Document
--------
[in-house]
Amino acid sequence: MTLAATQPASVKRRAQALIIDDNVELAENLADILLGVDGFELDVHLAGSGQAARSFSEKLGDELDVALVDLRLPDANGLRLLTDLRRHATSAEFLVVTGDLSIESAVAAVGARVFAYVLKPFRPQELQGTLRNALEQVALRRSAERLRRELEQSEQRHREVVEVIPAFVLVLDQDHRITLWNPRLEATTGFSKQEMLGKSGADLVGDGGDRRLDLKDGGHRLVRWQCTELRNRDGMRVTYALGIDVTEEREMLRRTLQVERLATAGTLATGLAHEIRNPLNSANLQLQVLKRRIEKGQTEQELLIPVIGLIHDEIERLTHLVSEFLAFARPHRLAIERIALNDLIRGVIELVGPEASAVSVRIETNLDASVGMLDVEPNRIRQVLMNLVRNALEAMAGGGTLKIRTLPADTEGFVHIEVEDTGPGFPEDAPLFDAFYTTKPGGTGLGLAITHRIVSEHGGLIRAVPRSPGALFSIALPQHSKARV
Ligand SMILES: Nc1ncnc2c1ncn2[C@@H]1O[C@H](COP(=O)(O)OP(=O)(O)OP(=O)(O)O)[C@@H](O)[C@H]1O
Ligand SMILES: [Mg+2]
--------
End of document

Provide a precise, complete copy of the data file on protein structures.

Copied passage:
[in-house]
Amino acid sequence: MTLAATQPASVKRRAQALIIDDNVELAENLADILLGVDGFELDVHLAGSGQAARSFSEKLGDELDVALVDLRLPDANGLRLLTDLRRHATSAEFLVVTGDLSIESAVAAVGARVFAYVLKPFRPQELQGTLRNALEQVALRRSAERLRRELEQSEQRHREVVEVIPAFVLVLDQDHRITLWNPRLEATTGFSKQEMLGKSGADLVGDGGDRRLDLKDGGHRLVRWQCTELRNRDGMRVTYALGIDVTEEREMLRRTLQVERLATAGTLATGLAHEIRNPLNSANLQLQVLKRRIEKGQTEQELLIPVIGLIHDEIERLTHLVSEFLAFARPHRLAIERIALNDLIRGVIELVGPEASAVSVRIETNLDASVGMLDVEPNRIRQVLMNLVRNALEAMAGGGTLKIRTLPADTEGFVHIEVEDTGPGFPEDAPLFDAFYTTKPGGTGLGLAITHRIVSEHGGLIRAVPRSPGALFSIALPQHSKARV
Ligand SMILES: Nc1ncnc2c1ncn2[C@@H]1O[C@H](COP(=O)(O)OP(=O)(O)OP(=O)(O)O)[C@@H](O)[C@H]1O
Ligand SMILES: [Mg+2]